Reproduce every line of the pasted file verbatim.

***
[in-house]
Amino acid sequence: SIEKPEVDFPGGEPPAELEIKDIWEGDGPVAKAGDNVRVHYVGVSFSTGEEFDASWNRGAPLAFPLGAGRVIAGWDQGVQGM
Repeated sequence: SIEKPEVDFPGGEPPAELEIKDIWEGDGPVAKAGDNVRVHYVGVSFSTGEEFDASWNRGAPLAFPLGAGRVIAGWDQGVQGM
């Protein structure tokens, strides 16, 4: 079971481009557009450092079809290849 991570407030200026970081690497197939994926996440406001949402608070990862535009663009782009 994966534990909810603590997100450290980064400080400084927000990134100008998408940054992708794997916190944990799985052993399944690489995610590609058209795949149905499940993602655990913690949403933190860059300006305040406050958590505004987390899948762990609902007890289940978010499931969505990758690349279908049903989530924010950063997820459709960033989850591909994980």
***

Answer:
[in-house]
Amino acid sequence: SIEKPEVDFPGGEPPAELEIKDIWEGDGPVAKAGDNVRVHYVGVSFSTGEEFDASWNRGAPLAFPLGAGRVIAGWDQGVQGM
Repeated sequence: SIEKPEVDFPGGEPPAELEIKDIWEGDGPVAKAGDNVRVHYVGVSFSTGEEFDASWNRGAPLAFPLGAGRVIAGWDQGVQGM
């Protein structure tokens, strides 16, 4: 079971481009557009450092079809290849 991570407030200026970081690497197939994926996440406001949402608070990862535009663009782009 994966534990909810603590997100450290980064400080400084927000990134100008998408940054992708794997916190944990799985052993399944690489995610590609058209795949149905499940993602655990913690949403933190860059300006305040406050958590505004987390899948762990609902007890289940978010499931969505990758690349279908049903989530924010950063997820459709960033989850591909994980």